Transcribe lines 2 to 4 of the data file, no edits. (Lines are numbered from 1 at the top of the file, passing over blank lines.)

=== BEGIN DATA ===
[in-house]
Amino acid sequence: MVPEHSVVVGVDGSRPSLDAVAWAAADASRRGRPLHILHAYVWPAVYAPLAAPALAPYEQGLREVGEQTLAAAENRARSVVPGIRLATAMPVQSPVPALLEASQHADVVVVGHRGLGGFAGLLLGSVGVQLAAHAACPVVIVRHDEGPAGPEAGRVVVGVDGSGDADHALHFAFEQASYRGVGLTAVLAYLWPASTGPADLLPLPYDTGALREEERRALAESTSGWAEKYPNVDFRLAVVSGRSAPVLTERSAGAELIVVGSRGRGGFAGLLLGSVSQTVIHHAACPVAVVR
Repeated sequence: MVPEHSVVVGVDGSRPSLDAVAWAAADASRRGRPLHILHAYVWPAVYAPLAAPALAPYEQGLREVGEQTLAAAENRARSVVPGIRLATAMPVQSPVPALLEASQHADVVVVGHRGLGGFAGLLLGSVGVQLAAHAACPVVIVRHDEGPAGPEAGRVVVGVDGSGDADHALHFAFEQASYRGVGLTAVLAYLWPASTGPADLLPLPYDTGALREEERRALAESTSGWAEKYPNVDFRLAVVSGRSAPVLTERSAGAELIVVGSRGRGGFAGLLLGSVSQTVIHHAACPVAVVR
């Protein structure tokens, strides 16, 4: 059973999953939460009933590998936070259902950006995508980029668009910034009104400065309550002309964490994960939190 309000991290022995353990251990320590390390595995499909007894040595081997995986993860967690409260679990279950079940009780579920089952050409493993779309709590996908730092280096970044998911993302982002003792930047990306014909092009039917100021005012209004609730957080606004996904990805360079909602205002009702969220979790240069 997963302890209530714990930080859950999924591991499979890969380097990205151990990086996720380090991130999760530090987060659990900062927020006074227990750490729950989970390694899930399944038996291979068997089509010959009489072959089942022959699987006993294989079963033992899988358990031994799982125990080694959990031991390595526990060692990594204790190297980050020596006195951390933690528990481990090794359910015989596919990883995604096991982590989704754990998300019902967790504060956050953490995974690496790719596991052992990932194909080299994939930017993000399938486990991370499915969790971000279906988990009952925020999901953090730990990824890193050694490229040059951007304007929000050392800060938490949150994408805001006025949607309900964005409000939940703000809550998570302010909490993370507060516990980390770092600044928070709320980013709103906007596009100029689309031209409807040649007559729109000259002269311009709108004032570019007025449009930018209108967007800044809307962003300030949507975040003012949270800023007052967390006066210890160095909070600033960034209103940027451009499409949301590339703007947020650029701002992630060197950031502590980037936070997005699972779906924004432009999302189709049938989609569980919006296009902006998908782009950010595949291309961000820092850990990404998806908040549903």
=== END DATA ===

Amino acid sequence: MVPEHSVVVGVDGSRPSLDAVAWAAADASRRGRPLHILHAYVWPAVYAPLAAPALAPYEQGLREVGEQTLAAAENRARSVVPGIRLATAMPVQSPVPALLEASQHADVVVVGHRGLGGFAGLLLGSVGVQLAAHAACPVVIVRHDEGPAGPEAGRVVVGVDGSGDADHALHFAFEQASYRGVGLTAVLAYLWPASTGPADLLPLPYDTGALREEERRALAESTSGWAEKYPNVDFRLAVVSGRSAPVLTERSAGAELIVVGSRGRGGFAGLLLGSVSQTVIHHAACPVAVVR
Repeated sequence: MVPEHSVVVGVDGSRPSLDAVAWAAADASRRGRPLHILHAYVWPAVYAPLAAPALAPYEQGLREVGEQTLAAAENRARSVVPGIRLATAMPVQSPVPALLEASQHADVVVVGHRGLGGFAGLLLGSVGVQLAAHAACPVVIVRHDEGPAGPEAGRVVVGVDGSGDADHALHFAFEQASYRGVGLTAVLAYLWPASTGPADLLPLPYDTGALREEERRALAESTSGWAEKYPNVDFRLAVVSGRSAPVLTERSAGAELIVVGSRGRGGFAGLLLGSVSQTVIHHAACPVAVVR
């Protein structure tokens, strides 16, 4: 059973999953939460009933590998936070259902950006995508980029668009910034009104400065309550002309964490994960939190 309000991290022995353990251990320590390390595995499909007894040595081997995986993860967690409260679990279950079940009780579920089952050409493993779309709590996908730092280096970044998911993302982002003792930047990306014909092009039917100021005012209004609730957080606004996904990805360079909602205002009702969220979790240069 997963302890209530714990930080859950999924591991499979890969380097990205151990990086996720380090991130999760530090987060659990900062927020006074227990750490729950989970390694899930399944038996291979068997089509010959009489072959089942022959699987006993294989079963033992899988358990031994799982125990080694959990031991390595526990060692990594204790190297980050020596006195951390933690528990481990090794359910015989596919990883995604096991982590989704754990998300019902967790504060956050953490995974690496790719596991052992990932194909080299994939930017993000399938486990991370499915969790971000279906988990009952925020999901953090730990990824890193050694490229040059951007304007929000050392800060938490949150994408805001006025949607309900964005409000939940703000809550998570302010909490993370507060516990980390770092600044928070709320980013709103906007596009100029689309031209409807040649007559729109000259002269311009709108004032570019007025449009930018209108967007800044809307962003300030949507975040003012949270800023007052967390006066210890160095909070600033960034209103940027451009499409949301590339703007947020650029701002992630060197950031502590980037936070997005699972779906924004432009999302189709049938989609569980919006296009902006998908782009950010595949291309961000820092850990990404998806908040549903």